It transported me to the moments and days after Jack's accident and the profound disbelief and disorientation we experienced as our minds struggled to grasp what had happened.
It got me thinking about sudden death versus the long goodbye. It does no good comparing them and wondering if one is better or worse. They both suck.
But I still thought about them.
In sudden death, I think perhaps it takes longer to get used to the fact that this is not just a bad dream, whereas with a slow descent there may have been time to start to process that death was coming. I bet the end is a shock regardless.
There's a lot of pain and sadness that accompanies the fight to keep someone you love alive. Even one week after Jack's death, I was already conscious of the fact that we had never had to go to a hospital with him, never had to step foot in an ER or ICU, never had to make decisions about artificial means to keep him alive. Instead, he was here, then the police in our family room were telling us he was gone.
While I yearned for the chance to say goodbye, to make sure I told him, once again, that I loved him and that nothing between us was left unsaid, I felt the relief of never having to convince him that procedures and treatments that were scary or painful could make him better. That he'd have to stay out of school and away from his friends to avoid germs. That his body was failing but his spirit was strong. I didn't have to lose Jack by degrees the way too many parents do, with the losses piling up day by day until a small body can't take it any more.
I pondered whether the "Wham, Bam, He's gone Ma'am" aspect of Jack's death was part of a plan to spare us because Tim and I were so ill-equipped to deal with complications. Second opinions. Research. We are both the youngest children in our families of origin and we tend to get hopeless and exhausted, daunted by even the smallest of tasks.
I used to joke that no one in our marriage was able to return pants. Or deal with customer service reps. So I wonder how we would have held up if faced with insurance companies and treatment plans and specialists if Jack had had cancer rather than being in an accident. Would we have done a good job caring for him? I like to think we would do what parents do, despite the fear and exhaustion. Fight for our kids. Buoy them up when we have nothing left in our own reserves. But I don't know. So maybe God was sparing us that, most likely not.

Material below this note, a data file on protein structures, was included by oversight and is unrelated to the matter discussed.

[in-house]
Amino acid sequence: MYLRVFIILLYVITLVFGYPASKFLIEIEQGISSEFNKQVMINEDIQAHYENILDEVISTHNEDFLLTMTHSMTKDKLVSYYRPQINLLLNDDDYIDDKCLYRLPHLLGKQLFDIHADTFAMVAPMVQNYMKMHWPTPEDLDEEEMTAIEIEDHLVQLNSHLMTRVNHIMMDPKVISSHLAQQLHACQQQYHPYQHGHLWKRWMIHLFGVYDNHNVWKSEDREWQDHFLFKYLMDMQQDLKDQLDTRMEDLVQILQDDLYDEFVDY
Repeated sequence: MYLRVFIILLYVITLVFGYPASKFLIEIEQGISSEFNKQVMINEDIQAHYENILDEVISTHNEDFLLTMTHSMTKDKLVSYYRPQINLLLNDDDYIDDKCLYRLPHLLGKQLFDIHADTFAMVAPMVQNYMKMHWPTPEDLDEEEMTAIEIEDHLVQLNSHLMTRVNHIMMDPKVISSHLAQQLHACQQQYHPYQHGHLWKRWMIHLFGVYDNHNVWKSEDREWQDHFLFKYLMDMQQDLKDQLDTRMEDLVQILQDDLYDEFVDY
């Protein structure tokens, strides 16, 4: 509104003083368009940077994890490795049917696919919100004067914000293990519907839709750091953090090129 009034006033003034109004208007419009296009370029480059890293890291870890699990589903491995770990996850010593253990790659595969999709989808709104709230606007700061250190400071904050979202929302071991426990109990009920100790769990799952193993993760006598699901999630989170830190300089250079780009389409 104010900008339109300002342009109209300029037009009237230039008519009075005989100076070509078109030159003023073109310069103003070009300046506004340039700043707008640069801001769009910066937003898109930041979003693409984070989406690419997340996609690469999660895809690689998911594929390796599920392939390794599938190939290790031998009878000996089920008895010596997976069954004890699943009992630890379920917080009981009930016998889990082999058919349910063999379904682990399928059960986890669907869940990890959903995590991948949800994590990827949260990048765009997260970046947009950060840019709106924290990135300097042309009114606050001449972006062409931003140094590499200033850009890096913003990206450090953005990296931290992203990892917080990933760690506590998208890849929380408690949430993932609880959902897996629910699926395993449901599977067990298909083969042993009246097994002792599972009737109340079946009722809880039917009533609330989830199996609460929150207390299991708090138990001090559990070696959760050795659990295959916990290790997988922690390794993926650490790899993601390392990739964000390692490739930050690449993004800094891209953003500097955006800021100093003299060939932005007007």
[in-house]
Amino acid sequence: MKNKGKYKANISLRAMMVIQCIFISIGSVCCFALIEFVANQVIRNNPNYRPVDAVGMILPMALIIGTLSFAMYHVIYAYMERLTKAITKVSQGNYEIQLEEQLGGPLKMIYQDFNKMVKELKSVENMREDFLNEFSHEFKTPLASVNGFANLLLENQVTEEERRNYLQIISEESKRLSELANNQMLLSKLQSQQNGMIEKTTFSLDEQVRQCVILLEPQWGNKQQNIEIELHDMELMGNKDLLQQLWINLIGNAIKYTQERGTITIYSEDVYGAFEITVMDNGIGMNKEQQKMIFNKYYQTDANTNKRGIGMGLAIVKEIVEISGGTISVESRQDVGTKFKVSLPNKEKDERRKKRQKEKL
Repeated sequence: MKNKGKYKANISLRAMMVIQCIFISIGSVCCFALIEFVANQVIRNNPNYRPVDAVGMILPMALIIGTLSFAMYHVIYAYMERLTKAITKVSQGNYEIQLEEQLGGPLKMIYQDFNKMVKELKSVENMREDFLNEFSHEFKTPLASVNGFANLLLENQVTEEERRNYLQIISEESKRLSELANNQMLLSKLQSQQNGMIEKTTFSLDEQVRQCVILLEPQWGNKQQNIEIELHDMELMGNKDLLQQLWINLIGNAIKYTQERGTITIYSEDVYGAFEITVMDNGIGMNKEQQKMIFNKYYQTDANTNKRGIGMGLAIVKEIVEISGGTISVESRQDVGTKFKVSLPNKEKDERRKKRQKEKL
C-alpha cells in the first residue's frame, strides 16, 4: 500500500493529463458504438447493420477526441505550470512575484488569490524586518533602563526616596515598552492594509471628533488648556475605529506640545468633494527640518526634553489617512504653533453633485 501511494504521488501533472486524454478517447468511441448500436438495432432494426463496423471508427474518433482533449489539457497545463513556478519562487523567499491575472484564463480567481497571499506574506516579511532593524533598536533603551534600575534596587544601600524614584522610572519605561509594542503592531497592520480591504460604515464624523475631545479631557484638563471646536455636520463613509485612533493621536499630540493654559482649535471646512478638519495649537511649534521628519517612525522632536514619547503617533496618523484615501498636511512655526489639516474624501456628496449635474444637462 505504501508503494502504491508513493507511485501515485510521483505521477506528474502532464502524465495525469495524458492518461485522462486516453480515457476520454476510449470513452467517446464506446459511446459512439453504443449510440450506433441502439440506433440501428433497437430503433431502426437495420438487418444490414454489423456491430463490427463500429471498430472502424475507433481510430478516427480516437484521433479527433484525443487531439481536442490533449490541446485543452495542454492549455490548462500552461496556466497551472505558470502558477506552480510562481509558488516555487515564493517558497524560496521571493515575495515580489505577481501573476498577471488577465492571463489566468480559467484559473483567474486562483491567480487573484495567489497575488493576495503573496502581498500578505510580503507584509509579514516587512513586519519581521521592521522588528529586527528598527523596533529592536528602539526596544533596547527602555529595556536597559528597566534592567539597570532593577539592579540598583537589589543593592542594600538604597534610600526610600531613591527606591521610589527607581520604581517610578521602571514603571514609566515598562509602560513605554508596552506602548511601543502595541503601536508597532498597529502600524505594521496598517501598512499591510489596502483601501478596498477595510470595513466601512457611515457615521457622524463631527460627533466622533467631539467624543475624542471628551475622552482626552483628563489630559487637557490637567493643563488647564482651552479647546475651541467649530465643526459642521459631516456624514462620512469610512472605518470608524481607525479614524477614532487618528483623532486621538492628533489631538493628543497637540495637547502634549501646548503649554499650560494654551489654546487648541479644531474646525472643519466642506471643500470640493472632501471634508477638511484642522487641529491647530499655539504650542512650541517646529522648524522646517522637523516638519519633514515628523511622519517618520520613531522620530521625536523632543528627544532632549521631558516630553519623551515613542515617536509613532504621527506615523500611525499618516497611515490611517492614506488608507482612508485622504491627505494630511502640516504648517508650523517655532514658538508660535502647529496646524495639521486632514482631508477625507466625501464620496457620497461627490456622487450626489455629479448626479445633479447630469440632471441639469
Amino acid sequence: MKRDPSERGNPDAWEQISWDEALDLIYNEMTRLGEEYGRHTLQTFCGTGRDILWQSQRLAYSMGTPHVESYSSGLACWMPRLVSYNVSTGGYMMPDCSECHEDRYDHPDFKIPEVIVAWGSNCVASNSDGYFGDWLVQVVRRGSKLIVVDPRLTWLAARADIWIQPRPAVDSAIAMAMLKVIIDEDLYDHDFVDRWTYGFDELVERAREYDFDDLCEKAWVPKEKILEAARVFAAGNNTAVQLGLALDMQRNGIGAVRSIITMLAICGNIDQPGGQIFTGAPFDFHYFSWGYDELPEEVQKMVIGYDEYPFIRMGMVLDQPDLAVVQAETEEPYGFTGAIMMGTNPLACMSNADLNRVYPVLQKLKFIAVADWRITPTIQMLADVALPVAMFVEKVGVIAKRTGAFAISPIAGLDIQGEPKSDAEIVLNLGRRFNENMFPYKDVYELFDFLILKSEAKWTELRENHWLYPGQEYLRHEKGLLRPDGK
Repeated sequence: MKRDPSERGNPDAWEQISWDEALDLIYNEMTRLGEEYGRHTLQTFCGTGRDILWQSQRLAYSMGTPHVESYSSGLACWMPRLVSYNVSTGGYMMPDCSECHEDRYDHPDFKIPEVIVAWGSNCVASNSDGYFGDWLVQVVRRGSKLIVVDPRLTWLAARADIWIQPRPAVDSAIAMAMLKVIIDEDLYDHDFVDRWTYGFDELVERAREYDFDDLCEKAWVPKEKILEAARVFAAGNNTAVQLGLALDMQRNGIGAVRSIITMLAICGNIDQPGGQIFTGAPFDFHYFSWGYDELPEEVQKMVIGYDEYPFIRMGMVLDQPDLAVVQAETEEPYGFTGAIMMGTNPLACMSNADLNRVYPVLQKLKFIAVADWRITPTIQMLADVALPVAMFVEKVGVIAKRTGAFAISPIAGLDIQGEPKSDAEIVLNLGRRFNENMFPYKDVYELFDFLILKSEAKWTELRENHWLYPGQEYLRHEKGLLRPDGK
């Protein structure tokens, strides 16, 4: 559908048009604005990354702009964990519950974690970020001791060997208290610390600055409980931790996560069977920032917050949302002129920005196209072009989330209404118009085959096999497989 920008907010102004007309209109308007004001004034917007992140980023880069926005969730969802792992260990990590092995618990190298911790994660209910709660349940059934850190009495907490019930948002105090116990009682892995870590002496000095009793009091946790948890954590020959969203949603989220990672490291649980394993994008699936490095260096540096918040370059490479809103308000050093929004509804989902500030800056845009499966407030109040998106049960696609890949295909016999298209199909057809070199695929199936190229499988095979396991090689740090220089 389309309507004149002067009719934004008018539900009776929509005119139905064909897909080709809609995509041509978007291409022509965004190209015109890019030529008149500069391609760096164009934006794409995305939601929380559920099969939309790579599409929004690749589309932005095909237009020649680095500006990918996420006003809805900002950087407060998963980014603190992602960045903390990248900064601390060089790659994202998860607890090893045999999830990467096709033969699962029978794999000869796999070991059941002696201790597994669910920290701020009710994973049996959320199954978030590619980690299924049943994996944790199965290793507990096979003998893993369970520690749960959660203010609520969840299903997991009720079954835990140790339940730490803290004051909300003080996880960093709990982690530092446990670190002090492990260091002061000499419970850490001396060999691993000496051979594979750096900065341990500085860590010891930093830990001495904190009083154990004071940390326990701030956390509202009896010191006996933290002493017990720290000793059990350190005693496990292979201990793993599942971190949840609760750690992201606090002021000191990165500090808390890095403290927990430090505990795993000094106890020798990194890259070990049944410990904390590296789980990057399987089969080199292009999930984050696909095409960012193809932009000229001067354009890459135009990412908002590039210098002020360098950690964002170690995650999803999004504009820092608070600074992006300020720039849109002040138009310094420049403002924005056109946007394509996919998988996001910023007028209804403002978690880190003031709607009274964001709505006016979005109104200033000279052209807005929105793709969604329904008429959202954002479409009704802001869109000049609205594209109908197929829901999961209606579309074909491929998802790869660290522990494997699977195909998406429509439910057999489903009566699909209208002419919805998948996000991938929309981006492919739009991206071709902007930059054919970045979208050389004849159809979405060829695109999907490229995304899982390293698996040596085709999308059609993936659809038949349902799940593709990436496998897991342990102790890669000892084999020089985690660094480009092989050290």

I will say I think that whole, "God only gives us what we can handle" thing is a bunch of crap. Do we really think moms and dads with kids with cancer want to hear the flawed logic that their kid is enduring so much because Mom and Dad are just so darn strong?!? No way.
Our family got the shock of sending a perfectly healthy child out to play and having him never come home. Yet Jack didn't have to know he would die young. We never had to look in those huge brown eyes and say to him, "Jack, it's okay to let go." I guess I'm grateful for that.
But comparing is useless.
Death is death and there is ALWAYS something so wrong about a child dying, whether from an accident, murder, or a terrible disease.
I have dear friends who are involved with the following organizations. The first two come alongside families whose children are fighting cancer, by providing practical and financial help. The third funds research to find cures for Childhood Cancers. Perhaps you would be able to support them today!